More direct intervention is showing promise in reducing missed dialysis treatments, a critical goal for improving the health of patients living with chronic kidney failure. These efforts include setting clearer expectations with patients and their families as well as implementing ongoing monitoring by the clinical care teams.
“We set the expectation up front that patients come to each treatment and stay the entire time,” said Cheryl Derflinger, the clinical manager at Fresenius Kidney Care Tar River in Louisberg, North Carolina. “And to make that happen everyone on the team has to be onboard.”
Clinic care teams explain to patients the critical need to complete all their scheduled treatments and get the most out of their time on dialysis. The Tar River clinic recently celebrated going a full year with no missed treatments by any patient, a milestone celebrated and shared with other Fresenius Kidney Care clinics.
“We know that there are things going on in our patient’s lives, and we offer options, ways for our patients to complete their treatments and still be able to do the other important things in their lives,” Derflinger said.
The link between missed treatments and health complications for patients with kidney failure has been clearly documented in previous studies.
In a 2014 study of more than 180,000 patients, researchers from Fresenius Medical Care North America (FMCNA) found that a missed treatment led directly to increases in emergency room visits and hospitalizations. The analysis published in the Journal of the American Society of Nephrology, also concluded that patients who miss a treatment have poorer outcomes and much higher rates of depression.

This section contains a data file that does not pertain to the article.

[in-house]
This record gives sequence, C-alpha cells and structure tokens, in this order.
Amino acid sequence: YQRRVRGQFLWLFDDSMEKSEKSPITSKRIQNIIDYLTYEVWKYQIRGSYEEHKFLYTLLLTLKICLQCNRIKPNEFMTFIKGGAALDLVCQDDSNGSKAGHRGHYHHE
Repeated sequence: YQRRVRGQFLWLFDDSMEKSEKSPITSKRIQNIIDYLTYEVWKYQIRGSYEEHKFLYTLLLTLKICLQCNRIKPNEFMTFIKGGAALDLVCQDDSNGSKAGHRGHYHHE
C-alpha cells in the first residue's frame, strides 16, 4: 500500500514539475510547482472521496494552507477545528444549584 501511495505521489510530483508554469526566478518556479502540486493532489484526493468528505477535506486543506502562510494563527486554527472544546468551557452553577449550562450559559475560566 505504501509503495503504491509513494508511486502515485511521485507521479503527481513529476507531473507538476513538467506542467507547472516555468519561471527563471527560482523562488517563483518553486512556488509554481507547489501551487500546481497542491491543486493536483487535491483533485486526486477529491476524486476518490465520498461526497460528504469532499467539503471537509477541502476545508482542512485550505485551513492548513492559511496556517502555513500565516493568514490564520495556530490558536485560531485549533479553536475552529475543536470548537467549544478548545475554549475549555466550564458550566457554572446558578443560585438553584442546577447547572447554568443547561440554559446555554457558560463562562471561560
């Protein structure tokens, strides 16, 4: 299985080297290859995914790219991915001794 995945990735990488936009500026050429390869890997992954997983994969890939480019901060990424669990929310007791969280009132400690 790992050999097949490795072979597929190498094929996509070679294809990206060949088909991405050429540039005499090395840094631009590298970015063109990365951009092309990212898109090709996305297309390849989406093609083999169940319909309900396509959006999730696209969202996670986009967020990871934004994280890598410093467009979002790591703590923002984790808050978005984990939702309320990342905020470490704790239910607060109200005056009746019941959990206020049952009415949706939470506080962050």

“Our study found that patients with private transportation to dialysis were far less likely to miss an appointment and had significantly better outcomes when compared to patients relying on public transportation,” said Dr. Frank Maddux, Chief Medical Officer at FMCNA and co-author of the study.
FMCNA researchers have since found that patients are also more likely to miss dialysis and end up in the hospital when their treatment is scheduled on a holiday, on their birthday, during a major sporting event or when the weather is bad.
“These study results gave us a new way to speak with our patients and care teams about the importance of regular treatments and some of the potential barriers to treatment,” said Dr. Maddux. “It also helped improve the way we use predictive analytics to identify when patients are at risk of missing a treatment to foster their keeping to the disciplines of their schedule.”
The study has helped inform many new strategies implemented at the clinic level that are now showing promising results through early intervention and better understanding of the complex challenges patients often face.
“We’re here to support our patients and help them live their lives, but they can only live their lives well if they get good dialysis,” Derflinger said.